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May 2010

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STANFORD GRADUATE SCHOOL OF BUSINESS —Education reformer Jonathan Schnur is on a mission to boost America’s urban public schools, a complex goal he believes can be achieved only by having an army of amply prepared and committed educators leading the way.

Schnur is chief executive officer and cofounder of the nationally acclaimed New Leaders for New Schools nonprofit group, which, during the past decade, has trained hundreds of educational leaders for key roles in urban schools. He called ensuring a quality education for all students both “the number one civil rights issue of our time and the number one economic competitive issue of our time” during his keynote speech to the Business of Education Symposium at Stanford University on May 11.

Schnur told the audience — attentive MBAs from the Stanford Graduate School of Business as well as students from the Stanford School of Education — that they hold the key to a solution for the persistent education achievement gap between poor and privileged students. “I so deeply believe that those of you in this room, and colleagues of yours around the country, are going to be at the center of whether we seize or squander this historic opportunity we’ve got for our kids,” he said.

Today’s education gap in the United States is growing with the fastest-growing jobs requiring a high school education, if not advanced degrees. While in the 1960s and 1970s the United States was ranked number one in the world in terms of the percentage of students completing high school and college. “Today we’ve slipped to the middle, and we are dropping,” Schnur explained.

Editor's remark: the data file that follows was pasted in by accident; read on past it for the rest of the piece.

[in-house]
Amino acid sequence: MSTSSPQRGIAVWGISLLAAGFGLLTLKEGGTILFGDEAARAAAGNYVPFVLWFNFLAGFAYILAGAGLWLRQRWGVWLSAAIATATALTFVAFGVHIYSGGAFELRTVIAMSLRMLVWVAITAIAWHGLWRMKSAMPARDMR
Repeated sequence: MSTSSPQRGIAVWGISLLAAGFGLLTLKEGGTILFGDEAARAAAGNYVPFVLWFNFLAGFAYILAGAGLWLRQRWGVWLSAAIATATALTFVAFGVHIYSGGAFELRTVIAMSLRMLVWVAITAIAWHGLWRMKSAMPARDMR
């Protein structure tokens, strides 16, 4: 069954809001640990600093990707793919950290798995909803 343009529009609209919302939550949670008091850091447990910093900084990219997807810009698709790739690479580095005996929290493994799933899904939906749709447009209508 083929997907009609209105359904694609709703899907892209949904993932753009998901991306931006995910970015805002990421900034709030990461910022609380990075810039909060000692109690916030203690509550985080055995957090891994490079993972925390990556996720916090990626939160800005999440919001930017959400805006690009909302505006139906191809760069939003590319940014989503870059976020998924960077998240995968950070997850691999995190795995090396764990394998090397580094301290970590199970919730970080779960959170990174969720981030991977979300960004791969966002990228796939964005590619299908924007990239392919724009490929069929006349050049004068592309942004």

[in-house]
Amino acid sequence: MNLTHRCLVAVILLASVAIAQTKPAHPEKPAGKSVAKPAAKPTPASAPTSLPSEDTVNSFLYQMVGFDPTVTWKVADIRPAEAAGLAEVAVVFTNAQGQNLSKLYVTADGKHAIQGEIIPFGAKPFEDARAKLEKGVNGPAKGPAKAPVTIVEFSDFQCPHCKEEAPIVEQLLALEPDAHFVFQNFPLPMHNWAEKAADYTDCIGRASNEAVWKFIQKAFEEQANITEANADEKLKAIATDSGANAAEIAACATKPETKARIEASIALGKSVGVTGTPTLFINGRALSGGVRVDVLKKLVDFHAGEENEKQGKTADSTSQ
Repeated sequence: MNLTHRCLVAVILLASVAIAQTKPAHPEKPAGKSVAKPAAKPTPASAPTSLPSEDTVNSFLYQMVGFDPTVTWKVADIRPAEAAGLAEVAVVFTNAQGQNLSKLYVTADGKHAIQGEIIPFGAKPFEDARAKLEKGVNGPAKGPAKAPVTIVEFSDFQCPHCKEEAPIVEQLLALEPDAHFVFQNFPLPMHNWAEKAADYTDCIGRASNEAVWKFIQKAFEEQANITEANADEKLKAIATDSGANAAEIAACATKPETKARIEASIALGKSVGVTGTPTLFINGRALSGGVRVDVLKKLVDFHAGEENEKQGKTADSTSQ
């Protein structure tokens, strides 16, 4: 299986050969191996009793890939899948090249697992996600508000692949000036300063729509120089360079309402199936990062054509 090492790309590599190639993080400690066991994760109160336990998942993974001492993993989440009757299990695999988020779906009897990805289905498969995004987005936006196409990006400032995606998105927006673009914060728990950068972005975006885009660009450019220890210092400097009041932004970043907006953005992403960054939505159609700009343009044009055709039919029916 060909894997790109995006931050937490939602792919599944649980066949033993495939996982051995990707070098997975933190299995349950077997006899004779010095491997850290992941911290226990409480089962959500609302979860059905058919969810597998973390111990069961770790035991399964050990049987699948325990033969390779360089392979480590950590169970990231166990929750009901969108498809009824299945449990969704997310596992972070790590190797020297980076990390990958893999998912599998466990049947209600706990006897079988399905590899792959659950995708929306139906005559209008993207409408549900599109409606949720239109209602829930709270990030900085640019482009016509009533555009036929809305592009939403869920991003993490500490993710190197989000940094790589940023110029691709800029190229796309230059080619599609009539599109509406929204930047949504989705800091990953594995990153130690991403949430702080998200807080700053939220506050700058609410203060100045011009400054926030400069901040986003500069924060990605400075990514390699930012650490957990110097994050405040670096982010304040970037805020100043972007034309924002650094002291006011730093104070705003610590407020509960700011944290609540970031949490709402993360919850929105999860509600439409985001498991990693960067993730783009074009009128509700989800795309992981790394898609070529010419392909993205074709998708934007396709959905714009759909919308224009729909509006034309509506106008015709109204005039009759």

This decline hasn’t happened because school completion rates in the United States have worsened. “The issue is that the rest of the world is moving ahead in order to prepare themselves and their kids for this century and this economy,” he said. “The gap is growing dangerously large because we are standing still.”

As examples of the most glaring deficiencies of U.S. public education, he cited research showing that only 1 in every 10 kindergarten children from low-income families graduate from college; that the majority of low-income 4th graders read below a basic level; and that more than half of urban students — many of them people of color — end up dropping out of high school.

That’s where initiatives such as New Leaders for New Schools can make a difference.

Already, more than 640 New Leaders trained by the New York-based group are serving 220,000 children. By widely employing his group’s methods emphasizing preparation, commitment, and high expectations at many more schools nationwide, Schnur said, “It would make us a much fairer society.”

From September 2008 to June 2009, Schnur took a leave from New Leaders for New Schools to serve as an advisor to Barack Obama’s presidential campaign, as a member of the Presidential Transition Team and a senior advisor to U.S. Secretary of Education Arne Duncan.
— Michele Chandler

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Also on Stanford Knowledgebase:

  1. Taking on the Public Education Challenge
  2. As India Booms, Experts Discuss Improving Education
  3. Shelton Challenges U.S. Business and Education Leaders to Transform Schools

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